Creative projects exist either to solve problems, create something beautiful or simply to push creative boundaries. But they all need seamless collaboration. It enables the group to unleash their creative energy, delivering more thoughtful and enlightened work. Here at Dropbox, we champion creative energy in all its forms and take particular delight when people show us what our technology can help them accomplish. The brilliance of Dropbox Paper is it is breaking traditional boundaries to collaboration, allowing people to work together from anywhere.
So, when It's Nice That – a publication that knows all about creative energy – approached us with a concept to bring creative energy to life and push creative boundaries through Dropbox Paper, we jumped at the opportunity. The idea was to unite four artists in different parts of the world in one, ambitious mixed-media project, collaborating live to create something inspiring. Behold ‘The Dream Team’!
The project brief
Max Siedentopf, a multidisciplinary creative based in London, was chosen to captain the team. He is well known for his avant-garde approach and for pushing creative ideas through collaboration. His brief was simple and nostalgic: a rhyme.
“I thought it would be nice because nobody rhymes nowadays but it’s been part of the art world and creativity forever,” Max says. “It’s a simple structure making it easy to understand and it can be interpreted in many different ways.”
Assembling the creative team
Max compiled a team of creatives from wildly different areas of the industry and the globe, from photography to video, sound to code, from London to Argentina and everything in between. He brought them all together inside Dropbox Paper.
The team consisted of an Argentinian photographer, a Liepzig-based illustrator, a poet and a London-based web developer. The project would begin with photography before those photos were translated into poems and then handed to the web developer to create an interactive website displaying the work.
Collaborating in Dropbox Paper
The photographs were uploaded to Dropbox Paper, where Anna could review them before turning them into poems. Max then provided feedback in the Paper doc. “The way you can interact with people and share files makes it very efficient, it truly makes your life easier. We’ve used Dropbox Paper from the start, and we still use it today,” says JP Bonino, the photographer.
Concepts were established through collaboration, where Max would guide the creativity of the group. “We would offer ideas in Dropbox Paper and the group could openly deliberate the validity of those ideas,” says JP Bonino.
This approach led JP Bonino and Max to create five ideas that would be difficult to dream up by yourself. “That’s just how creativity works,” says Max. “You combine things and something new comes out. I believe it’s nice to leave it really open.”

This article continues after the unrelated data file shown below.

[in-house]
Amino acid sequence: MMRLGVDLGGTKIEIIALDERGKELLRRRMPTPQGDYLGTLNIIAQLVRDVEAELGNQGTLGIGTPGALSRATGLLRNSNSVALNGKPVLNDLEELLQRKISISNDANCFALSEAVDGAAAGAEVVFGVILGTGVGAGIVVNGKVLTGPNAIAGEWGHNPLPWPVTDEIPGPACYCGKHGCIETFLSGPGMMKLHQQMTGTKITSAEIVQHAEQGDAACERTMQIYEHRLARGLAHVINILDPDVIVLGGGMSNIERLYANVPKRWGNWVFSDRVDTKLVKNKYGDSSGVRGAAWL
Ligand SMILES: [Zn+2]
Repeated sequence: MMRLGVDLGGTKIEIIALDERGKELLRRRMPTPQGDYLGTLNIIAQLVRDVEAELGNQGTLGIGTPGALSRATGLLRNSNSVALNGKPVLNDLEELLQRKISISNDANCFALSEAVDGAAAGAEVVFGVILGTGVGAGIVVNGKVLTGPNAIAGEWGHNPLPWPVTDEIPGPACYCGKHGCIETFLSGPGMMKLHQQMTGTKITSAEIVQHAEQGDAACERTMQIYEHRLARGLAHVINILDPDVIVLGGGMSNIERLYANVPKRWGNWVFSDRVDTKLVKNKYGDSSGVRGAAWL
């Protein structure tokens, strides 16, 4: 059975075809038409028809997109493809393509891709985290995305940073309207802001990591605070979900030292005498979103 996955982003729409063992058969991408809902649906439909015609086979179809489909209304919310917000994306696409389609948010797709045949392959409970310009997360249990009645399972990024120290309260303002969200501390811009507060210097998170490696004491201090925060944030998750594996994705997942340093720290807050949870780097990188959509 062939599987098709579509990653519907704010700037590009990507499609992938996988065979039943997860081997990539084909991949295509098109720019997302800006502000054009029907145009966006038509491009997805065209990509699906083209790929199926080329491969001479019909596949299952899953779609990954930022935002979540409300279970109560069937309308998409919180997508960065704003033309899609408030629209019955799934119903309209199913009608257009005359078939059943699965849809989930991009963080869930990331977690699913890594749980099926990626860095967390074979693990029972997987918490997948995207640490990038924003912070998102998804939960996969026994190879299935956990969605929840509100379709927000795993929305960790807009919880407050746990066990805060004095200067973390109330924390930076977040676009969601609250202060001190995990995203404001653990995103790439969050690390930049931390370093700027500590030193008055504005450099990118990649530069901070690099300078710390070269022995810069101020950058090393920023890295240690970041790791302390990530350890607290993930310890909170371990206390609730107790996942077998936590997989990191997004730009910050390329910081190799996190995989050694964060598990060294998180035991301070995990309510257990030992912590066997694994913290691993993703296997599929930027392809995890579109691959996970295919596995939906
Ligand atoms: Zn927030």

The project was then passed to Anna to turn the images into poems. “Max pushed me creatively in the Paper doc," explains Anna. "The ability to comment directly against particular lines was useful. His advice and guidance completely changed the narrative for one piece.” Receiving comments like this in Dropbox Paper inspired Anna and were instrumental to the project's growth. “I’m definitely going to use in the future. There were 11 people on one Dropbox Paper doc and it wasn’t chaotic at all. It’s not a mess, it’s really easy. I’d much prefer this to a mass e-mail.”
With the poems finalised, the project moved to Rifke to translate the output into an interactive website. Max and Rifke spoke frequently on the Paper doc about this aspect of the project while JP Bonino and Anna were forming their creative stances. “We shared websites we both admired and decided on details such as backgrounds, typography, navigation, signposting and rotation, always asking the others for their thoughts,” explains Rifke. “I would regularly share updates and we would discuss how we could push every idea further inside the Paper doc.”
“I like how you can track all the changes and comments. The interface of Paper is so easy to use, it’s simplified, you don’t have everything you might want to click all at once, it only comes up if you need it,” continues Rifke. “I will definitely be using it again.”
We may not all be as wacky and creative as Max and his Dream Team, but we defy you not to be inspired, think differently, push your own creative boundaries and connect beyond the old traditional borders. Now is the time to take advantage of Dropbox Paper and to work together on big, bright ideas.
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Find out more about Dropbox Paper on our website.
And if you want to view the final project, you can view it here. Full disclosure: it’s pretty wacky!